Pelini got his own chin-scratcher: What's it like to start Big Ten play with Illinois for the next five years?
“Excuse me?” Pelini said.
The question was repeated.
“I wasn't even aware of that,” Pelini said.
Actually, it's four years. Nebraska opens the 2017 Big Ten season against Rutgers.
Purdue raising expectations
New Purdue coach Darrell Hazell, a longtime Ohio State assistant, won't settle for middle of the pack as he returns to the Big Ten after a short but successful run at Kent State.
“One of the first things I said to our team (at) our very first team meeting was that Purdue was perceived in the middle of the Big Ten — never up here, never down here,” he said. “I told them it's going to take a lot of work, but we're going to climb ourselves out of the middle, we're going to put this program (into) national prominence for a long time.”
Purdue went 6-7 overall last year. Hazell's team was 11-3 overall and 8-0 in the Mid-American Conference East in his second and final Kent State season. He also guided the Golden Flashes to the program's first bowl game in 40 years.
“I think it all starts with your self-image, how you see yourselves,” said Hazell, who spent seven years as an Ohio State assistant. “If you don't see yourself as a champion, no one else is going to see you as a champion.”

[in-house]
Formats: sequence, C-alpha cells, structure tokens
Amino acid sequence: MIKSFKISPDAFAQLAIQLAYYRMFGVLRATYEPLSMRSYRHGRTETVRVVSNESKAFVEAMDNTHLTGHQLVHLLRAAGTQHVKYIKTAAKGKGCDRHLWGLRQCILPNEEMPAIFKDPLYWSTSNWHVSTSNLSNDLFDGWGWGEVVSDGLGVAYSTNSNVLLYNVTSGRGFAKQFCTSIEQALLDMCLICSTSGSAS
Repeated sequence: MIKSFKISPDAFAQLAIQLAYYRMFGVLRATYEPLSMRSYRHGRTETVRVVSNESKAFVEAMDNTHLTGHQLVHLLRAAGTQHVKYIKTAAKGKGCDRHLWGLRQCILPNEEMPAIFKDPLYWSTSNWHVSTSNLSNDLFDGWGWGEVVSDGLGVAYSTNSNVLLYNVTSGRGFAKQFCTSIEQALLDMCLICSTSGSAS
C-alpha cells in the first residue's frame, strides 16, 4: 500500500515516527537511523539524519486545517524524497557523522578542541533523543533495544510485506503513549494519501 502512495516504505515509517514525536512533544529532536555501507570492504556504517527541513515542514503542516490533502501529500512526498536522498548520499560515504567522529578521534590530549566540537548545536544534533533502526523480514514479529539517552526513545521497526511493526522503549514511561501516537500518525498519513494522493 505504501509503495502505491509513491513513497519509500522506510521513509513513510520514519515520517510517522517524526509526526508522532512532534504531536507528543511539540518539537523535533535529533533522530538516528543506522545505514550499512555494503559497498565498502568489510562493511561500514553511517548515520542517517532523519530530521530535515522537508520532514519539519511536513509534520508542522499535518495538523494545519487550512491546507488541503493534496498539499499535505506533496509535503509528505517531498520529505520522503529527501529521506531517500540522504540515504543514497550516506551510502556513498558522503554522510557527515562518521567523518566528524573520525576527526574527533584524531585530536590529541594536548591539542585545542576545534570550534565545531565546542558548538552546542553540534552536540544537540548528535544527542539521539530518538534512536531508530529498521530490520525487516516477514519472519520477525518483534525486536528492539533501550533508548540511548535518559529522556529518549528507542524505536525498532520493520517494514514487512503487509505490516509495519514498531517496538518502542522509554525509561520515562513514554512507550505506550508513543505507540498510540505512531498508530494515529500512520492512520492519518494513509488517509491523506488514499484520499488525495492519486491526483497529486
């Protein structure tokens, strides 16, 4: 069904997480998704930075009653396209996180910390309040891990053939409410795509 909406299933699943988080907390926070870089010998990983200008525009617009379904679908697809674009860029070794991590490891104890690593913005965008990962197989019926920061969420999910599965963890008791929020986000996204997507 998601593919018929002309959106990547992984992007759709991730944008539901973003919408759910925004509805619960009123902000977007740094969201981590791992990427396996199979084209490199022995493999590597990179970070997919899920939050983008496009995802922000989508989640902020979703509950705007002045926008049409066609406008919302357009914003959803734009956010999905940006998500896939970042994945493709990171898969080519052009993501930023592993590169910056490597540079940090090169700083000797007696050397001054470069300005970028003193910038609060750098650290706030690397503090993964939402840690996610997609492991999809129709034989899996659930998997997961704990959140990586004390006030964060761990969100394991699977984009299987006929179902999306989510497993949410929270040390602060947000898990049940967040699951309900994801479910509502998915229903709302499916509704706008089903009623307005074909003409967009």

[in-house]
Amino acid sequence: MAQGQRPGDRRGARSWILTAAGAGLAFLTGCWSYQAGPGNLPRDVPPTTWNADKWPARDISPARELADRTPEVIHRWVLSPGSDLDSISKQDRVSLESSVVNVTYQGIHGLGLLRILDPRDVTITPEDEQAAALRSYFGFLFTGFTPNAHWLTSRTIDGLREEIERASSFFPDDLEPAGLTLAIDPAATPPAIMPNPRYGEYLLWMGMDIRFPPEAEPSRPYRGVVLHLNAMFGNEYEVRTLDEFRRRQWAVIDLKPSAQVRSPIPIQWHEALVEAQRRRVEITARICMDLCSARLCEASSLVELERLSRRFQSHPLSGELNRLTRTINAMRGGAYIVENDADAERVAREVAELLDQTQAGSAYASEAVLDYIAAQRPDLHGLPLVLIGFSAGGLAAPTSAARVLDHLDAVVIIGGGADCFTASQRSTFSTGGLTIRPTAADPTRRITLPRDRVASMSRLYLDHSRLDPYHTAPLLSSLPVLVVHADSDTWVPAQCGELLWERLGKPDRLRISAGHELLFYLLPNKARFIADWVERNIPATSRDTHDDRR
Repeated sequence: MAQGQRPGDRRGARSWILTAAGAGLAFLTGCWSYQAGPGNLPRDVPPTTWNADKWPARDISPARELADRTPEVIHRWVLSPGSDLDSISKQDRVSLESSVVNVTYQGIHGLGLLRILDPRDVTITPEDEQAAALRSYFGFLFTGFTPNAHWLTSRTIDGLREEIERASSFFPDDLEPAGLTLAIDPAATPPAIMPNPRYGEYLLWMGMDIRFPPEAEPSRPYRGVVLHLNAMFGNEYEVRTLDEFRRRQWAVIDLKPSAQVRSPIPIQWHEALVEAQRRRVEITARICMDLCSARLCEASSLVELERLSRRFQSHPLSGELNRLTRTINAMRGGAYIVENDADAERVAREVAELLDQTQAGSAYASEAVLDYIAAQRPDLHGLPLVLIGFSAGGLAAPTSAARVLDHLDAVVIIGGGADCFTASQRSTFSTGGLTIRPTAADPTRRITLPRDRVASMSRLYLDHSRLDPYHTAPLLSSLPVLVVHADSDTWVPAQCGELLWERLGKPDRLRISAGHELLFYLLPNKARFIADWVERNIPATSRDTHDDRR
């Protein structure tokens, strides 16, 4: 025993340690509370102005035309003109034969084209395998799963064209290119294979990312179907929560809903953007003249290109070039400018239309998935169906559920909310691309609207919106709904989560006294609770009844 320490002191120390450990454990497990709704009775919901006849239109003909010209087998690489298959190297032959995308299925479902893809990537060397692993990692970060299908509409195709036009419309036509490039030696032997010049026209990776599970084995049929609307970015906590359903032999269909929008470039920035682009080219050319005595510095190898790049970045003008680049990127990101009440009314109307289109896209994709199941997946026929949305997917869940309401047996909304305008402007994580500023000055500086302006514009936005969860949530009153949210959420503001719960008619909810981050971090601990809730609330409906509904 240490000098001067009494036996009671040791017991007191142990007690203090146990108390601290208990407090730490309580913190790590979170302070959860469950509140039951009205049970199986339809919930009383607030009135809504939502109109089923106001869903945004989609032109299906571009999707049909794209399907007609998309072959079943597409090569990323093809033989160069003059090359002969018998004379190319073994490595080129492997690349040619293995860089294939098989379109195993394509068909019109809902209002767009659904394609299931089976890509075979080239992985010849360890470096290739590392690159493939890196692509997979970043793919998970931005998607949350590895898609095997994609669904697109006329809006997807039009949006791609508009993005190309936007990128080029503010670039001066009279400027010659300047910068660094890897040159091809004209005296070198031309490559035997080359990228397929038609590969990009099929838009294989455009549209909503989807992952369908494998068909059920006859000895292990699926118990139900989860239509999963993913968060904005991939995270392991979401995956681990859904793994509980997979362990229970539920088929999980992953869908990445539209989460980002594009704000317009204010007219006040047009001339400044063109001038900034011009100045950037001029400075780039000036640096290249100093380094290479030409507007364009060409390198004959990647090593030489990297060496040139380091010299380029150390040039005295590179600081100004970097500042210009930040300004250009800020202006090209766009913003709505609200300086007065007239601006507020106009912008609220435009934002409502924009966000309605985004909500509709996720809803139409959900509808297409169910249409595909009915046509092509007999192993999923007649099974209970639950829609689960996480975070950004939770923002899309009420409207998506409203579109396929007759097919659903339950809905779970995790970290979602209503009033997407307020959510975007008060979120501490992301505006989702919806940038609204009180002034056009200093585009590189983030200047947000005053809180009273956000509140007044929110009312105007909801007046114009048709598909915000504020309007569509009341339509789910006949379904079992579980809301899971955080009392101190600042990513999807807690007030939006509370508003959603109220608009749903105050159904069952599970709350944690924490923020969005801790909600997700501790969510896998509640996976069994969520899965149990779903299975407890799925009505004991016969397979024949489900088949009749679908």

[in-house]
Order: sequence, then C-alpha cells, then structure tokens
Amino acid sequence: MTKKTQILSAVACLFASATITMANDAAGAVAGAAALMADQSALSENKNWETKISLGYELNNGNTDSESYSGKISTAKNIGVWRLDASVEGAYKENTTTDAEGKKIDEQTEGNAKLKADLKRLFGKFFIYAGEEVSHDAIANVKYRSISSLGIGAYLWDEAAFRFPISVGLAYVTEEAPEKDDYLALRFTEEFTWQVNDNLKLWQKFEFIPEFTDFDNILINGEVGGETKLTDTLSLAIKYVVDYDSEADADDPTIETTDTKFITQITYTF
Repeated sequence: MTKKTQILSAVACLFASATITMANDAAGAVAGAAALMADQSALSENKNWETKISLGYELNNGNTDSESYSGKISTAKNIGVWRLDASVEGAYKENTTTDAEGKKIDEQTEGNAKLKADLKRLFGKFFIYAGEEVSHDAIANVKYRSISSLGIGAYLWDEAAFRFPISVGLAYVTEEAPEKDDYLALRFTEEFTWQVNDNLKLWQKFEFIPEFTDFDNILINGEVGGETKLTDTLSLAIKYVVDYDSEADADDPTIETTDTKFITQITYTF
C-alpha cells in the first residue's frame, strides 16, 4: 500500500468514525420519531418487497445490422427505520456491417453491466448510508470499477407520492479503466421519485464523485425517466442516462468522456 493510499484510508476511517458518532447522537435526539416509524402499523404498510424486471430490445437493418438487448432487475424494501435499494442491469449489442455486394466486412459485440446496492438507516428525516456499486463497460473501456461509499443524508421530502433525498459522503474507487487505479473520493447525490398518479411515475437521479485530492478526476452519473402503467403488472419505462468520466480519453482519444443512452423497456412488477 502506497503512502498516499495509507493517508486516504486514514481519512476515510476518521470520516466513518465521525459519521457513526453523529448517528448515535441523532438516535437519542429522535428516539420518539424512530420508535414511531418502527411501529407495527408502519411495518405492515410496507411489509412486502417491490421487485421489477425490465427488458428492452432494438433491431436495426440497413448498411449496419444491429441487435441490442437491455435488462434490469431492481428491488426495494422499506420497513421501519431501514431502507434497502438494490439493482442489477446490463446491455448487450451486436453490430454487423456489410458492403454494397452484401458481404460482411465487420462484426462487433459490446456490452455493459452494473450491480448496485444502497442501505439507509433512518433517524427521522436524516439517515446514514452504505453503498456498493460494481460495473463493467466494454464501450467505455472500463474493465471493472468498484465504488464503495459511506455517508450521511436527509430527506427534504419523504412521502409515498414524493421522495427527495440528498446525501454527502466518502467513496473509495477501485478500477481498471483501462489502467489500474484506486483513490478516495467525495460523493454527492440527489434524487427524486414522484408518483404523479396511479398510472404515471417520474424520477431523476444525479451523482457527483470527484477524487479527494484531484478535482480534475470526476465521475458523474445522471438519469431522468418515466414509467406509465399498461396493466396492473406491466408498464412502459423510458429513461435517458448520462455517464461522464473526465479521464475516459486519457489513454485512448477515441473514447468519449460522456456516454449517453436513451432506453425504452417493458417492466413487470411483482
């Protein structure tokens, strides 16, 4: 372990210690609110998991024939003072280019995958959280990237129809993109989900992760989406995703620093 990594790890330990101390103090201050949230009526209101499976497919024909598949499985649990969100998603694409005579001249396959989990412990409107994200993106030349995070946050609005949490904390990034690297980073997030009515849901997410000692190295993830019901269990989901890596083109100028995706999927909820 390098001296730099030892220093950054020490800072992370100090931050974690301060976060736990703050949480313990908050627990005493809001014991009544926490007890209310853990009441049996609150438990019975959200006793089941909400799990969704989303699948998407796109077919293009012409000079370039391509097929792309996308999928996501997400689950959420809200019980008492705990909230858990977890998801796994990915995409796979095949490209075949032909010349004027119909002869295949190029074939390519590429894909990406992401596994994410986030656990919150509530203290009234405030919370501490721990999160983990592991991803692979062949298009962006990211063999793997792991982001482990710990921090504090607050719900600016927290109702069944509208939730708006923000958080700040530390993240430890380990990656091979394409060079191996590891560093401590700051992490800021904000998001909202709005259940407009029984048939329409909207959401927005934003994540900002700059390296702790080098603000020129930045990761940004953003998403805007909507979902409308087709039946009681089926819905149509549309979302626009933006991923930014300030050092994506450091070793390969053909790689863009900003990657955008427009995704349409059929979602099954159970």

Wildcats staying patient
Pat Fitzgerald said recruiting at Northwestern might take more time, but extra effort pays off.
“If you look at our history in recruiting, we're typically a day late, a week late, a month late in potentially offering a young person,” the Wildcats' coach said. “I know sometimes that frustrates our fans, but we're going to make sure when we offer a young man, that's someone we truly want to be a part of our football family.”
Northwestern's recruiting philosophy also heads off potential discipline problems.
“I think discipline begins with recruiting,” Fitzgerald said. “The identification of a student-athlete that fits your program in Evanston starts with that character evaluation. We've got a set of questions that are married with the values of our program.”
Hoke said Michigan has greatly improved its offensive and defensive line depth since he took over in 2011. Michigan has “15 or 16” scholarship offensive linemen compared with nine when he arrived. ... Hoke said the Wolverines are returning to a pro-style offense because its physicality helps the defense with “downhill schemes” and combination blocks. Michigan lost badly last year to Alabama in its season opener, with the Crimson Tide carving holes through the Wolverines' defense. Quarterback Devin Gardner fits the pro-style offense, Hoke said, because he “spins the ball a bit tighter” and has height to the see over the line of scrimmage. ... Fitzgerald, who recently had hip surgery, said he'd be “full go” for fall camp even if he's “questionable as an athlete.”... Illinois coach Tim Beckman, still winless in the Big Ten, began his main ballroom session for the second straight year by wishing his mother a happy birthday.
The Associated Press contributed to this report.